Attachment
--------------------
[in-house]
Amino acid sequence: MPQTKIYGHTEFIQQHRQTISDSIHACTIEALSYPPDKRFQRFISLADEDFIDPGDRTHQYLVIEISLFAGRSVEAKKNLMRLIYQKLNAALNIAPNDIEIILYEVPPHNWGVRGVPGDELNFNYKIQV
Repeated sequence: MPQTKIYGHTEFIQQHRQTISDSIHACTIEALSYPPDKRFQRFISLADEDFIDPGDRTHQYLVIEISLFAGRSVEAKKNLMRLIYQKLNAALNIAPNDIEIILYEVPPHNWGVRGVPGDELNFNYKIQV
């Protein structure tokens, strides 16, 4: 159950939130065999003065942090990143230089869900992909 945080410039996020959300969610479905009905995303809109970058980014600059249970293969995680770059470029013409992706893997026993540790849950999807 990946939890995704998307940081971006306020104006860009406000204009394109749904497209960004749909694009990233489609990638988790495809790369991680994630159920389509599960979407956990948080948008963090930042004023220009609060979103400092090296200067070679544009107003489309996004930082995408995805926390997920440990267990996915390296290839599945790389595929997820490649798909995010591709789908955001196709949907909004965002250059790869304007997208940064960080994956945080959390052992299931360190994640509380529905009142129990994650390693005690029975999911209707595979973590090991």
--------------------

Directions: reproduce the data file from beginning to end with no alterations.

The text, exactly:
[in-house]
Amino acid sequence: MPQTKIYGHTEFIQQHRQTISDSIHACTIEALSYPPDKRFQRFISLADEDFIDPGDRTHQYLVIEISLFAGRSVEAKKNLMRLIYQKLNAALNIAPNDIEIILYEVPPHNWGVRGVPGDELNFNYKIQV
Repeated sequence: MPQTKIYGHTEFIQQHRQTISDSIHACTIEALSYPPDKRFQRFISLADEDFIDPGDRTHQYLVIEISLFAGRSVEAKKNLMRLIYQKLNAALNIAPNDIEIILYEVPPHNWGVRGVPGDELNFNYKIQV
């Protein structure tokens, strides 16, 4: 159950939130065999003065942090990143230089869900992909 945080410039996020959300969610479905009905995303809109970058980014600059249970293969995680770059470029013409992706893997026993540790849950999807 990946939890995704998307940081971006306020104006860009406000204009394109749904497209960004749909694009990233489609990638988790495809790369991680994630159920389509599960979407956990948080948008963090930042004023220009609060979103400092090296200067070679544009107003489309996004930082995408995805926390997920440990267990996915390296290839599945790389595929997820490649798909995010591709789908955001196709949907909004965002250059790869304007997208940064960080994956945080959390052992299931360190994640509380529905009142129990994650390693005690029975999911209707595979973590090991």